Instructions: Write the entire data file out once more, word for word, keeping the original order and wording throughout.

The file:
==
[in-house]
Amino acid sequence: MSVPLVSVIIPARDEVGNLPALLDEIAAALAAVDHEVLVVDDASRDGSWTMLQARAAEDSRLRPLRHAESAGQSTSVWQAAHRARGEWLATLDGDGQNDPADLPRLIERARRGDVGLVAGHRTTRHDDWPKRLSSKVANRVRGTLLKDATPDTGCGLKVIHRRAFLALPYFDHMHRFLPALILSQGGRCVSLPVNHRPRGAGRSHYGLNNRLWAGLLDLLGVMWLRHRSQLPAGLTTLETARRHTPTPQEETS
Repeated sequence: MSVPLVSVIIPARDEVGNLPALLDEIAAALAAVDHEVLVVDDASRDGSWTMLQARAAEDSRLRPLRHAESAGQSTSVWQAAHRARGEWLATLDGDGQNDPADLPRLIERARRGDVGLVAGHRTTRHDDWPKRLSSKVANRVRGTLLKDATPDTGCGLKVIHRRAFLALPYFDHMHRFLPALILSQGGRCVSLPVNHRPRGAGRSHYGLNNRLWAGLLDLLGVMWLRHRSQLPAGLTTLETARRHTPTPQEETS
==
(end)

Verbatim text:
[in-house]
Amino acid sequence: MSVPLVSVIIPARDEVGNLPALLDEIAAALAAVDHEVLVVDDASRDGSWTMLQARAAEDSRLRPLRHAESAGQSTSVWQAAHRARGEWLATLDGDGQNDPADLPRLIERARRGDVGLVAGHRTTRHDDWPKRLSSKVANRVRGTLLKDATPDTGCGLKVIHRRAFLALPYFDHMHRFLPALILSQGGRCVSLPVNHRPRGAGRSHYGLNNRLWAGLLDLLGVMWLRHRSQLPAGLTTLETARRHTPTPQEETS
Repeated sequence: MSVPLVSVIIPARDEVGNLPALLDEIAAALAAVDHEVLVVDDASRDGSWTMLQARAAEDSRLRPLRHAESAGQSTSVWQAAHRARGEWLATLDGDGQNDPADLPRLIERARRGDVGLVAGHRTTRHDDWPKRLSSKVANRVRGTLLKDATPDTGCGLKVIHRRAFLALPYFDHMHRFLPALILSQGGRCVSLPVNHRPRGAGRSHYGLNNRLWAGLLDLLGVMWLRHRSQLPAGLTTLETARRHTPTPQEETS